On Tuesday, March 6th, a Navy transport plane circled the volcanic island of Iwo Jima. On board, a 22-year old Navy ensign could only stare at the dreary gray landscape punctuated by explosions. Her name was Jane Kendeigh of Henrietta Township, Ohio, one of the thousands of small towns that sent their youngest citizens to far-flung locations. Yet, there was no one quite like her for she was the first Navy flight nurse sent to a Pacific battlefield, one of the deadliest of World War II. When the airfield, which had been under attack, was cleared for operations, the transport plane landed and Kendeigh made her way off the plane and to the sides of stretchers bearing wounded Marines, all beneath the gaze of Mt. Suribachi atop which the most famous flag raising in history had occurred. A photographer snapped an image of her kneeling over one of the men, holding his hand while peering into a face shrouded in bandages. Within days it was splashed across newspapers around the country. These young Marines were the first of some 2,393 leathernecks evacuated from Iwo Jima on board Navy aircraft over the course of fifteen days, many of them tended to by Kendeigh and her fellow flight nurses. When asked how the men reacted to seeing a woman in the combat zone, she replied, “The same as other places, they whistled.”
Evacuation of casualties by air was not a new concept in the Pacific—aircraft of the South Pacific Combat Air Transport Command (SCAT) performed medical evacuations from Guadalcanal in 1942. Yet, in March 1945, as the fighting raged on Iwo Jima, the Navy officially designated the Naval Air Transport Service (NATS) with the mission of evacuating wounded personnel. The move came during one of the bloodiest battles of the Pacific War and on the eve of another, the invasion of Okinawa that commenced on April 1, 1945.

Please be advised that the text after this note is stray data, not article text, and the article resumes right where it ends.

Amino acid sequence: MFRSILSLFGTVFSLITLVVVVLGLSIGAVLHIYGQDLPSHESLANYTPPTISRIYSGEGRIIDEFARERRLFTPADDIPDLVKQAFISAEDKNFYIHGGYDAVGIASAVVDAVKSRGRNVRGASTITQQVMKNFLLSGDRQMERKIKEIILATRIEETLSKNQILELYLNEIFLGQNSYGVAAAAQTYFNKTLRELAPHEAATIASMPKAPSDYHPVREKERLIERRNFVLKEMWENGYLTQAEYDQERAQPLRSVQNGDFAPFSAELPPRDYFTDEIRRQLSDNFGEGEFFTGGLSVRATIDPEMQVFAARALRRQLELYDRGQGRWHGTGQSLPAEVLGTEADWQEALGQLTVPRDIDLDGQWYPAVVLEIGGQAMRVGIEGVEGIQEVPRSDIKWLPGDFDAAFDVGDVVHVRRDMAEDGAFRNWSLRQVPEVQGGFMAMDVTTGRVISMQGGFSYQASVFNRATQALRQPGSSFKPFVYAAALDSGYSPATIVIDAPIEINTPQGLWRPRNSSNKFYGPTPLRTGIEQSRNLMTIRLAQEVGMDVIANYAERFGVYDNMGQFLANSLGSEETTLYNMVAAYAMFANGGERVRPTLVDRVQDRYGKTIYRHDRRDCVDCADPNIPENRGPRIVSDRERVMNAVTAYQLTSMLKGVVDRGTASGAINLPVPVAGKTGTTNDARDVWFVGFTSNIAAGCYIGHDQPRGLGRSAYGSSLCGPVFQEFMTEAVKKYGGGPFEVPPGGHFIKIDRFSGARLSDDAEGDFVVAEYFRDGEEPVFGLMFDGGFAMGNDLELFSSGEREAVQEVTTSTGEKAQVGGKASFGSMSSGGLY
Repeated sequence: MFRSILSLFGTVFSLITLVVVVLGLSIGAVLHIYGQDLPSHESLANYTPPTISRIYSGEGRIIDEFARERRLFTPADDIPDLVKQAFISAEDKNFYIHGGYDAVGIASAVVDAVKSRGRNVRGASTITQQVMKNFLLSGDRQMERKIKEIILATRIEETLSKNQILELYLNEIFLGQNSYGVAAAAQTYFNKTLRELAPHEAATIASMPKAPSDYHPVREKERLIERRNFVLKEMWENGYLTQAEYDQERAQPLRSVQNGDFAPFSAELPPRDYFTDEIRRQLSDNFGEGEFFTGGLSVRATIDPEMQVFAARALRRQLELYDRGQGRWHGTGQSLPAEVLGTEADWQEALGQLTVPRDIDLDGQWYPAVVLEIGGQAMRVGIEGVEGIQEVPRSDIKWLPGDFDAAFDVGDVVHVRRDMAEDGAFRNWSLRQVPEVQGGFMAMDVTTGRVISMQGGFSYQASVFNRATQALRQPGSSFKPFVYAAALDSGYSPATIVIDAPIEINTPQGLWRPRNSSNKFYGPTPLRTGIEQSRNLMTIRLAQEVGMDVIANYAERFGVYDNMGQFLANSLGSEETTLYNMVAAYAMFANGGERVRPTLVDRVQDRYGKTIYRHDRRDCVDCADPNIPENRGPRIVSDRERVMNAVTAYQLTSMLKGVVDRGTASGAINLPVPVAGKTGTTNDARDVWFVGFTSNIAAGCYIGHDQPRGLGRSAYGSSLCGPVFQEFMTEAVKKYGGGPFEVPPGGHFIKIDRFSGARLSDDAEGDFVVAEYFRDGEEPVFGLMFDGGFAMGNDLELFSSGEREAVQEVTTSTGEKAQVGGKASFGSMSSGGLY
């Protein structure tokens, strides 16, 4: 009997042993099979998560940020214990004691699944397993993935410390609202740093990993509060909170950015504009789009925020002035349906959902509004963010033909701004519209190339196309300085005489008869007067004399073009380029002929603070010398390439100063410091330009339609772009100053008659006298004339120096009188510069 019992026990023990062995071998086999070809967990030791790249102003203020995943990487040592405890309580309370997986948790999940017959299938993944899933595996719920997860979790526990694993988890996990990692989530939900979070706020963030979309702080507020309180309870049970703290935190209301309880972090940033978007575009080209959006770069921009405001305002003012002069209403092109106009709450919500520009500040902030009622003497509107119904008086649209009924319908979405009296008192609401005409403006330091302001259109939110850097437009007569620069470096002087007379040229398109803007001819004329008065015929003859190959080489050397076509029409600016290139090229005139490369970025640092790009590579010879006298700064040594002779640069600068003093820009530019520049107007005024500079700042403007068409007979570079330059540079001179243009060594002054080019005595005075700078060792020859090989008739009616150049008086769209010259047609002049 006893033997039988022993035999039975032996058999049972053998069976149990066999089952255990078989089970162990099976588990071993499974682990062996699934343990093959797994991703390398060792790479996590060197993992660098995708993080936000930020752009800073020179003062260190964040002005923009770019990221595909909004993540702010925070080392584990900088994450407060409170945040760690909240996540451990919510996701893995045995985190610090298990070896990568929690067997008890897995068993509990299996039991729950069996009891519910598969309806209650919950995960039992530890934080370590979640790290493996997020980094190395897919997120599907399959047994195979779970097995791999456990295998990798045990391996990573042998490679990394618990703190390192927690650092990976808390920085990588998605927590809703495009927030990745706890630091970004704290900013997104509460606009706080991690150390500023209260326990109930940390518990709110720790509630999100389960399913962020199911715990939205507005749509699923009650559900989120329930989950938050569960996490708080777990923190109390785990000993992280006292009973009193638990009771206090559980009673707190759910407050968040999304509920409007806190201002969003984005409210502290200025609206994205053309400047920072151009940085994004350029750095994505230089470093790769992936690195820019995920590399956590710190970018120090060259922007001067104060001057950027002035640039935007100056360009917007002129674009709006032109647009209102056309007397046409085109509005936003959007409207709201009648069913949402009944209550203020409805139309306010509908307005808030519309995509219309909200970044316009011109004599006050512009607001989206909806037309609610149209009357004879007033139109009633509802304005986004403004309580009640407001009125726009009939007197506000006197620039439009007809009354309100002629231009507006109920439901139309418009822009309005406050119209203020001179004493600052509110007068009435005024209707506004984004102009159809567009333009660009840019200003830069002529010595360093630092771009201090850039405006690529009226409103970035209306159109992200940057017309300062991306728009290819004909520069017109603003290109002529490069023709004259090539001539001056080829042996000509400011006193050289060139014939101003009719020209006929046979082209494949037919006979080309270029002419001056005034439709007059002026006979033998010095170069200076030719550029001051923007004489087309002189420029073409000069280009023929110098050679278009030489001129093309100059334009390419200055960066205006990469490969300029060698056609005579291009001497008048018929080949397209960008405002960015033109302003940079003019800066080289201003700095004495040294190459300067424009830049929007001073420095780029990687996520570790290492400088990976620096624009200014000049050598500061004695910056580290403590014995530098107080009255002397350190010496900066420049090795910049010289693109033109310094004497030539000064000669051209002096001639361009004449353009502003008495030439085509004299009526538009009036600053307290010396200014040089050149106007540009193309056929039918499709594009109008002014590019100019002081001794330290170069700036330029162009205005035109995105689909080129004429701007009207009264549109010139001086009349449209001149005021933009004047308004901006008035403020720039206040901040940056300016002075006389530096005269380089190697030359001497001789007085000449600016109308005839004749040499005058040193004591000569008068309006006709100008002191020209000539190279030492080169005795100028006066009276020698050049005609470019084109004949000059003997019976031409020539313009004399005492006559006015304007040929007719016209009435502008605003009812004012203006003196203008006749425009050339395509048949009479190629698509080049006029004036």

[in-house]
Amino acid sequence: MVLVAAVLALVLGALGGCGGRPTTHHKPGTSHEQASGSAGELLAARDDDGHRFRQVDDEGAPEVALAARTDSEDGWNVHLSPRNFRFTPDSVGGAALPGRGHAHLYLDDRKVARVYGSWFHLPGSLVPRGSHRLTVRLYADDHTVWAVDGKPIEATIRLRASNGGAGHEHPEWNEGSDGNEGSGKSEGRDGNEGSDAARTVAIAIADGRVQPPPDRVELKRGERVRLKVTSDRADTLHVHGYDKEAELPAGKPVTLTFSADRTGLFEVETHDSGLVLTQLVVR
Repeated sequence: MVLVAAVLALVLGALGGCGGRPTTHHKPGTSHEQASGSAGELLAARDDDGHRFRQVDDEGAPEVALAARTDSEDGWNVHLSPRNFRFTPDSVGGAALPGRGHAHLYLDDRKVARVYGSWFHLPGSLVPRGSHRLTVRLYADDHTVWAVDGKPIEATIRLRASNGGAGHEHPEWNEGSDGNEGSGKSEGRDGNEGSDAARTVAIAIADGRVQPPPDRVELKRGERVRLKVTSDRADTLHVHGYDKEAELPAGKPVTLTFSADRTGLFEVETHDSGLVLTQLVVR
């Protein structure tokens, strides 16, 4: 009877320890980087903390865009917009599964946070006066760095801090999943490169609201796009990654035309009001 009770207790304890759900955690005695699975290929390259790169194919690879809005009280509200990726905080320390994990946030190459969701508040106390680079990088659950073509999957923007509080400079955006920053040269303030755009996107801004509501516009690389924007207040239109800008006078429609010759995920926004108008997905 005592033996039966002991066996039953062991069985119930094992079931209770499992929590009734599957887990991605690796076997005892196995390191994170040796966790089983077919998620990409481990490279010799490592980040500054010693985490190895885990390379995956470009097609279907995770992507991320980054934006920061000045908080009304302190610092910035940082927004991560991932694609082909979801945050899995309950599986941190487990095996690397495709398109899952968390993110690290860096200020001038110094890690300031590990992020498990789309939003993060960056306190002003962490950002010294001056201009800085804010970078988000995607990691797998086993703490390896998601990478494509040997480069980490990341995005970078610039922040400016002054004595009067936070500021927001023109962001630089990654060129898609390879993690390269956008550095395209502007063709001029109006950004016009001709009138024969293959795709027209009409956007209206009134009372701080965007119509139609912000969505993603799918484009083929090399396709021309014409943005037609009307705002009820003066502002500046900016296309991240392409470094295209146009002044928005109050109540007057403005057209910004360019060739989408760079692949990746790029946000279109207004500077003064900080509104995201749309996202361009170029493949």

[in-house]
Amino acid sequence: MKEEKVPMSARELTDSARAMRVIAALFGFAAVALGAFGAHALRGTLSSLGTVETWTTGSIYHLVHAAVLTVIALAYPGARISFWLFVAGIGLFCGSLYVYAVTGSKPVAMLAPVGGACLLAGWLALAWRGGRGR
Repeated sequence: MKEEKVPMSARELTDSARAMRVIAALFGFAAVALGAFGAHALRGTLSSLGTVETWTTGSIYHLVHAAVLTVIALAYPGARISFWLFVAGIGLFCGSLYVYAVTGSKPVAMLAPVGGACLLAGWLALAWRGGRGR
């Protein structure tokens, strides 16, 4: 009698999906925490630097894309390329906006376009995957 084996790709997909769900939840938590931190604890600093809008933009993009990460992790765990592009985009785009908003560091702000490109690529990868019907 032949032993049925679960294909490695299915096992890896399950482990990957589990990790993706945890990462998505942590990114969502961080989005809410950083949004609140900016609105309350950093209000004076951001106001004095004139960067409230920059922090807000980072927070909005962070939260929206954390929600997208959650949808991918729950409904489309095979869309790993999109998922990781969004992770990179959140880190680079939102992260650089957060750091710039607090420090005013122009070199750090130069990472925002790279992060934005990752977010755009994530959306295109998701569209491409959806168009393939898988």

The squadron within NATS that shouldered the brunt of air evacuation at Okinawa was Evacuation Squadron (VRE) 1. Captain Daniel W. Tomlinson, who as a junior officer in the 1920s had teamed up with two fellow aviators to form a stunt team called the Three Sea Hawks, spearheaded the formation of the new squadron. Having left the Navy in the interwar years to work for TWA, he returned to service in World War II and by 1945 was leading NATS’ Pacific operations. In March 1945, Tomlinson contacted former TWA pilot, Lieutenant Jack Thornburg, then commanding Transport Squadron (VR) 3 at Naval Air Station (NAS) Olathe, Kansas, ordering him to report to the Pacific and form VRE-1.
With a nucleus of crews and R5D Skymaster aircraft, which would be called upon to transport wounded over 1,200 miles from Okinawa to Guam, drawn from VR-11 in Hawaii, VRE-1 was ready for action before the first troops went ashore at Okinawa. Seven days after the landings, the first VRE-1 R5D touched down at Yontan Airfield on Okinawa, spending just 45 minutes on the ground and loading thirty-two litters for evacuation to Guam. They were soon joined by Marine R5C Commando transports, which complemented the longer-range R5Ds. First Lieutenant Tyrone Power, movie actor turned naval aviator, was among those who flew air evacuation missions at the controls of these airplanes. At peak operations in June 1945, VRE-1 operated 33 R5Ds with 54 pilots and on one day the squadron completed twelve flights from Guam to Okinawa, a wartime record. In addition to the pilots, flight nurses like Jane Kendeigh, who followed-up her service at Iwo Jima by becoming the first Navy nurse to land at Okinawa, provided critical care on the flights.
All told, during the campaign for Okinawa, Navy, Marine Corps, and Army Air Forces aircraft evacuated 16,599 casualties, with nearly 60% of them flown out on board VRE-1 airplanes.